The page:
I have always enjoyed organising academic events and have initiated two big Shakespeare conferences while I was at Royal Holloway – the Shakespeare and Bollywood conference in 2014 in collaboration with RHUL and Tara Arts, and the Indian Shakespeares on Screen conference in 2016 in collaboration with the British Film Institute, Southbank, and Asia House. As I come back to full time work after Covid and maternity leave, I feel I would like to use my organisational skills again and the advertisement for the position of trustee made me feel like I might be a good fit for the role.

I am currently a Lecturer at Trinity Laban which is a Conservatoire for Dance and Music, and though I continue to carry on my individual Shakespeare research, my role at TL does not offer me many Shakespeare related opportunities. Being a BSA trustee would allow me to network and work with other Shakespeare scholars, practitioners, and educators. As a BAME Shakespeare scholar with an interest in popular culture and public engagement, I feel like I would have a lot to contribute to the BSA network in terms of experience, research, and

personal networks and would be in a good position to steer the organisation to better meet the needs of practitioners in theatre, radio, tv, film, education, and academia, and to engage members of the public with the work of Shakespeare. As a full-time salaried faculty member at Trinity Laban, I do have a certain amount of flexibility with regard to time which will allow me to volunteer my time for the Trustee role.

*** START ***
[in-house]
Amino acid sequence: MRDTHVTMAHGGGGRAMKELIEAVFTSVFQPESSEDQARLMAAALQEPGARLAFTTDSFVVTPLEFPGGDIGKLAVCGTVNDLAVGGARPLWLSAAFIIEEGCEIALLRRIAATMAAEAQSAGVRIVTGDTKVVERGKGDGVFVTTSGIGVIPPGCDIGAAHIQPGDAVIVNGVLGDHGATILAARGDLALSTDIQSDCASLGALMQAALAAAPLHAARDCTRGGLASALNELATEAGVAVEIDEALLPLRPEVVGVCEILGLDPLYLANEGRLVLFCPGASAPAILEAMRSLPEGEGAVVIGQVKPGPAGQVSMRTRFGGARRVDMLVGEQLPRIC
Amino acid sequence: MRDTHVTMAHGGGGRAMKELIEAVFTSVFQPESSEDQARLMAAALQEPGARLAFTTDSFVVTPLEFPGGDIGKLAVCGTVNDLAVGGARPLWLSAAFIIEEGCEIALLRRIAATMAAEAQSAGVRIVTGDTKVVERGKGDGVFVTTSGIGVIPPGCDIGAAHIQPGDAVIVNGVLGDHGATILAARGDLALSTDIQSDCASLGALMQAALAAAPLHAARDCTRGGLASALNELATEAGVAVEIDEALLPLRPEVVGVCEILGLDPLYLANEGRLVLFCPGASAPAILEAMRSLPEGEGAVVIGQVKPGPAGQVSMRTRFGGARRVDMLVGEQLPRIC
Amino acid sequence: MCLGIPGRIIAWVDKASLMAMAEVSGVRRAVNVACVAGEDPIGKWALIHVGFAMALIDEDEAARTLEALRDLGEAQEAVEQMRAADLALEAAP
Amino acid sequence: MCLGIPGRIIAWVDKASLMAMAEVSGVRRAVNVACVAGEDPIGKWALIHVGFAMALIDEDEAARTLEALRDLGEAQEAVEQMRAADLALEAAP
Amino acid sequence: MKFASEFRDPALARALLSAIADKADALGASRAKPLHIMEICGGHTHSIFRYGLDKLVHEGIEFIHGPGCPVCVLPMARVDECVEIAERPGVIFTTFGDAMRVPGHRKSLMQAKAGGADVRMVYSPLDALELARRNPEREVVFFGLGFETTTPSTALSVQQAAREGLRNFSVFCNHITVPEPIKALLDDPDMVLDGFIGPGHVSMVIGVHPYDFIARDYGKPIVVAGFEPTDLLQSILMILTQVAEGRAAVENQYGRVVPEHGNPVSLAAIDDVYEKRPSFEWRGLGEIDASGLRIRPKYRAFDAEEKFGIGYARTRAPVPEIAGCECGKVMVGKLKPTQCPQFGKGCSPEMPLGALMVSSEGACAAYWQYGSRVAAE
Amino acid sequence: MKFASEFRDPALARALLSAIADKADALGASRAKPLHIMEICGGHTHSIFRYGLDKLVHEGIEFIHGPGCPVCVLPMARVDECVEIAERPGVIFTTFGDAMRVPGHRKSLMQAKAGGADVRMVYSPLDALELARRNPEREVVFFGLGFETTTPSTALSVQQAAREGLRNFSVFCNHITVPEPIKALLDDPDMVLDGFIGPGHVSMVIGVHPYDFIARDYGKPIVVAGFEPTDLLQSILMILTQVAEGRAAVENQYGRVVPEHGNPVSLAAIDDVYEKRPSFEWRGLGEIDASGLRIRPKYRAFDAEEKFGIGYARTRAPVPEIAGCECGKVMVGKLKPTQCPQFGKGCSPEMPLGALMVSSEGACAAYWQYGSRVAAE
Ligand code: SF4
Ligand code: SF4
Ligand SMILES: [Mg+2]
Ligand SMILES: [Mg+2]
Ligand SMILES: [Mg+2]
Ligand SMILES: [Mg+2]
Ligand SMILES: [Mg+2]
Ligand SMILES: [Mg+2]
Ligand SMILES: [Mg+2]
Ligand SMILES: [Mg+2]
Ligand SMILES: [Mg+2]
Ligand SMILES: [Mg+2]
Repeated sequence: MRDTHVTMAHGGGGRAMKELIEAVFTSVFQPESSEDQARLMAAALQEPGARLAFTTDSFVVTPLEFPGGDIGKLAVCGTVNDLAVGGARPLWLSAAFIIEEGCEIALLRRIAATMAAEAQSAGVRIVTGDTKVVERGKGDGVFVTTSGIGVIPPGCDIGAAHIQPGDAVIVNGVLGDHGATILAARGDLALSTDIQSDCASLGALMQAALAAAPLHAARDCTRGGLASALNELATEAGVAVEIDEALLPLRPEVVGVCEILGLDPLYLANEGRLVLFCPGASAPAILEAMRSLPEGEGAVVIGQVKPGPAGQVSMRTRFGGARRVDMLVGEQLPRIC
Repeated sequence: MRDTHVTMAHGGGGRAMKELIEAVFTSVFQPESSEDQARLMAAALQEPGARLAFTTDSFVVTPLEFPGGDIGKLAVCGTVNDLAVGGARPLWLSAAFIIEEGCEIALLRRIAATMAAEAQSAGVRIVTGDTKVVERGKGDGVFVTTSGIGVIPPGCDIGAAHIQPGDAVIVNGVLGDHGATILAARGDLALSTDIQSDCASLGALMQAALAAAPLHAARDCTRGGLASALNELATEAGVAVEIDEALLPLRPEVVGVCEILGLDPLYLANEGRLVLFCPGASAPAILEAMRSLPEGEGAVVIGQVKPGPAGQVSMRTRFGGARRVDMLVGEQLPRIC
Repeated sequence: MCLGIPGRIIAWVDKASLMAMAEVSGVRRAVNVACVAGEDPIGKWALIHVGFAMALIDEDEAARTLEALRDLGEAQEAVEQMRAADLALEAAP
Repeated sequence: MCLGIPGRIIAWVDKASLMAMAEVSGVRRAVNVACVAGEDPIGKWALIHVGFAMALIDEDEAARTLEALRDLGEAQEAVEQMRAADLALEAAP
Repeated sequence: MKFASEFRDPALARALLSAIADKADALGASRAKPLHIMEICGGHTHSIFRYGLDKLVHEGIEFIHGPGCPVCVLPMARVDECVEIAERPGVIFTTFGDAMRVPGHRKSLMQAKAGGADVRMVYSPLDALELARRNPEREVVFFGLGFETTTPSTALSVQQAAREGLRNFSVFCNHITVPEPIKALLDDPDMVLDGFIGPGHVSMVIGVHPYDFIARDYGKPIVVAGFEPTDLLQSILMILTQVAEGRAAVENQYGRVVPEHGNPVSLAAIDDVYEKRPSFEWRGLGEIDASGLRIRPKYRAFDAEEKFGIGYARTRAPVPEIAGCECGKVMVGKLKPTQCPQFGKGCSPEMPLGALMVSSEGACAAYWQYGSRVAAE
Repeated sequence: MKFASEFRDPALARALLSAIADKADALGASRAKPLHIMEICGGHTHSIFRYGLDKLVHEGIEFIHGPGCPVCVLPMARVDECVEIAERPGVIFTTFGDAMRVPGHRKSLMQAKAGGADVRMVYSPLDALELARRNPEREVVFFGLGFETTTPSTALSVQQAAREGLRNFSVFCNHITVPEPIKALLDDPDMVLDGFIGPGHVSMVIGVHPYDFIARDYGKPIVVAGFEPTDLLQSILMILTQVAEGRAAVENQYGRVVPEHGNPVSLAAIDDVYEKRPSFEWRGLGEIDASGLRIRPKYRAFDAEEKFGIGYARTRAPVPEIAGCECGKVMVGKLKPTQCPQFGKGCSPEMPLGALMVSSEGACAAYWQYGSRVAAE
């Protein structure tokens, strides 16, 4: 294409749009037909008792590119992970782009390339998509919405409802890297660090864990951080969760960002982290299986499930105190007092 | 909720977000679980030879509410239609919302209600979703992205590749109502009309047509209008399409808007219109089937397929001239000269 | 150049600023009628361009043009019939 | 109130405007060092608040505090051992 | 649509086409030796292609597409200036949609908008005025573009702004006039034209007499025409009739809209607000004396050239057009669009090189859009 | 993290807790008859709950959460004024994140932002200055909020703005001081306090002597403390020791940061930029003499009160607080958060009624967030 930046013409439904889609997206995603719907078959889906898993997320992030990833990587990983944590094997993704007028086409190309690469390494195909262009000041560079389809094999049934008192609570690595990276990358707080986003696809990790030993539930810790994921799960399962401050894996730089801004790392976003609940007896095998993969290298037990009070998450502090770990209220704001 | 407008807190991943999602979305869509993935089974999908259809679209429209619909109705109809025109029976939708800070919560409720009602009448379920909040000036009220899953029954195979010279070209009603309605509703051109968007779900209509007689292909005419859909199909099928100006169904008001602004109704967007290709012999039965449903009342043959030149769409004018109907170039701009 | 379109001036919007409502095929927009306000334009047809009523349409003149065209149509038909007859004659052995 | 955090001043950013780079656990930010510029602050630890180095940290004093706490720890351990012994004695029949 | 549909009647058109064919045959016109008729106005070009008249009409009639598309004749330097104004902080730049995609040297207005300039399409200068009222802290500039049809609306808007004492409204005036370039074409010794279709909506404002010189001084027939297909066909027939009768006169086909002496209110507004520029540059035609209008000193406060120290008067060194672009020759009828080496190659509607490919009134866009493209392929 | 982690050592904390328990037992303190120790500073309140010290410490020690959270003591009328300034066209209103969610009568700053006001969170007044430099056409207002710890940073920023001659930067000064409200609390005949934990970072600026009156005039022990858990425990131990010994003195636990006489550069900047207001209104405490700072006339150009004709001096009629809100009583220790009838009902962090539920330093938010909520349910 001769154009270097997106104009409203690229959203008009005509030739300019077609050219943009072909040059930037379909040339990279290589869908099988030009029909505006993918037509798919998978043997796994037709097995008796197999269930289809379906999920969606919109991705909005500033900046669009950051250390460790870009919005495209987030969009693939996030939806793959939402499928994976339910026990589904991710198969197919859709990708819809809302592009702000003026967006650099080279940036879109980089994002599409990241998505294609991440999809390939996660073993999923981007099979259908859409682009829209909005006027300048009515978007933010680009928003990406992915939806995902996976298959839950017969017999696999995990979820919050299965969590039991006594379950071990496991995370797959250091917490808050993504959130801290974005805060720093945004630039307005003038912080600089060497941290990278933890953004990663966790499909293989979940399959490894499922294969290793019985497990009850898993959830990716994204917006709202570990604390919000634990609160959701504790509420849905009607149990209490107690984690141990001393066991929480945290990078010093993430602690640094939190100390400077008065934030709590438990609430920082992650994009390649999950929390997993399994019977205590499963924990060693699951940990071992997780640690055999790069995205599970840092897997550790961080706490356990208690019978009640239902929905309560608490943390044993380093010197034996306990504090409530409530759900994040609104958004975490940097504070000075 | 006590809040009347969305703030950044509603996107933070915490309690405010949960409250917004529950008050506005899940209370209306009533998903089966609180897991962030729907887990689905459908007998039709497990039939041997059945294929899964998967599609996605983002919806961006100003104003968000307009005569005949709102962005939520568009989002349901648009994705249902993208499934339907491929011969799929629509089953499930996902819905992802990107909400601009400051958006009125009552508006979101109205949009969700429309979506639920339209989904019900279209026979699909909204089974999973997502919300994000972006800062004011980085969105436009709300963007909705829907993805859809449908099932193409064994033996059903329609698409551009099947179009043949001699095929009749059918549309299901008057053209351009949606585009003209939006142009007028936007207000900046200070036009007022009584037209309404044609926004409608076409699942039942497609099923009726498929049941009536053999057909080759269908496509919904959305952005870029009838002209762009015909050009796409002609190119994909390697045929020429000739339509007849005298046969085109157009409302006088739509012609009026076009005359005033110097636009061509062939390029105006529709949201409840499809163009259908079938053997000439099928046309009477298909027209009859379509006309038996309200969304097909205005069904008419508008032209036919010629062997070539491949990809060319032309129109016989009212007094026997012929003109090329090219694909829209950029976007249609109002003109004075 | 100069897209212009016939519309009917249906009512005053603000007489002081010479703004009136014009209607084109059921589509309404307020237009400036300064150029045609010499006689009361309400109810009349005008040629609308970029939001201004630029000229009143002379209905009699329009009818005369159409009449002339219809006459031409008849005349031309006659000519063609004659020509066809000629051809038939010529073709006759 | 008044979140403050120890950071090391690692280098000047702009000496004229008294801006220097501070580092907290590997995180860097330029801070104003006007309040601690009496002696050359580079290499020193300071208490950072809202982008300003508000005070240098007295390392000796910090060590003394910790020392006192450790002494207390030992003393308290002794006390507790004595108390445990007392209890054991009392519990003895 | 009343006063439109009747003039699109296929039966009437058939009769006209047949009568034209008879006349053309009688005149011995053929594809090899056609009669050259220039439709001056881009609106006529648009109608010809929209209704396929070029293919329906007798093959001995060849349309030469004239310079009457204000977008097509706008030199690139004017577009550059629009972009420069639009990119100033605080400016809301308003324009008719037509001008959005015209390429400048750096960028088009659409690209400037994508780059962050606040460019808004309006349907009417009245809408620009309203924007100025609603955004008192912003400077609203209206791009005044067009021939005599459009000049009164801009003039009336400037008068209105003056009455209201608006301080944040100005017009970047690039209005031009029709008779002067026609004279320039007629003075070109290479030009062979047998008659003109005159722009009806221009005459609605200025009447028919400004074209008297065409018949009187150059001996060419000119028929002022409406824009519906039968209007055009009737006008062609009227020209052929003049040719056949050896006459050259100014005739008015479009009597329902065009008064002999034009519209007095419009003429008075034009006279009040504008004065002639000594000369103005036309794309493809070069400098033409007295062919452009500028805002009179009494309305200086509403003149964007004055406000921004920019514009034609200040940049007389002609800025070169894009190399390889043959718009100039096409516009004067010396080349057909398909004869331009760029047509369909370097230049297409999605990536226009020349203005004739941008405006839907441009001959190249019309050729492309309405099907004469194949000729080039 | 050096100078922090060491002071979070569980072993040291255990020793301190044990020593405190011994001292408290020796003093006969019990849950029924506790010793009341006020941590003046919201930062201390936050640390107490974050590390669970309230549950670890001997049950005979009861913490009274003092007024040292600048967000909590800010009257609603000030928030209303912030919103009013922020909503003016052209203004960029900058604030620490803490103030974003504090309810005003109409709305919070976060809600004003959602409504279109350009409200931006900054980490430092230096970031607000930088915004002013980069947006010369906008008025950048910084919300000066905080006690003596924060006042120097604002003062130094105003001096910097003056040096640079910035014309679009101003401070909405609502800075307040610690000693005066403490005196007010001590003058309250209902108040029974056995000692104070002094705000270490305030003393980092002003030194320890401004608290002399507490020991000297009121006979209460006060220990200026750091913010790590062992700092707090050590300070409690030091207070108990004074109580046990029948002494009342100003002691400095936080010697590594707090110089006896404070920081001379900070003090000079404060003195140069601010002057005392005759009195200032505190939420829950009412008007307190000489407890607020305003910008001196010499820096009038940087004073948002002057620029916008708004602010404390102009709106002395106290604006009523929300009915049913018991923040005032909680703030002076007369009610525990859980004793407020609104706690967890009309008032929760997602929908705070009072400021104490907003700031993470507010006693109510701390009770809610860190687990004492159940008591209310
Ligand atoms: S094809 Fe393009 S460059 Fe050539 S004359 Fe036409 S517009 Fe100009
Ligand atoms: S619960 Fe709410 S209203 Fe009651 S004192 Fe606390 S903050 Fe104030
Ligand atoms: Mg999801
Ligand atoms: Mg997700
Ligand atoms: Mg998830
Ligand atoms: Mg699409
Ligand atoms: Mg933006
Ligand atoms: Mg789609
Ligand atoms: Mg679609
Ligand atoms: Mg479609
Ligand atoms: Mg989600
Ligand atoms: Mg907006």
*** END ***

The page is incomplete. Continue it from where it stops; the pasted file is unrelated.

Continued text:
Trustee (and Chair of the Honorary Fellowships Committee)

  • Ailsa Grant Ferguson (University of Brighton)

I would be delighted to play a more active role in the British Shakespeare Association via Trusteeship and am particularly interested in the work of the Honorary Fellowship committee. I am an academic specializing in Shakespeare, early modern women and their afterlives in performance and cultural memory. Before working in academia, however, I was a development manager in the charity sector and am a PGCE-qualified teacher, so have a wide range of experience both within and outside the academy on which to draw for the demands of this position. The BSA’s Honorary Fellowship is a unique acknowledgement of the wonderful diversity of approaches that together form the study and practice of Shakespeare in today’s Britain and I would be delighted to be involved in the whole process of nominations and awards.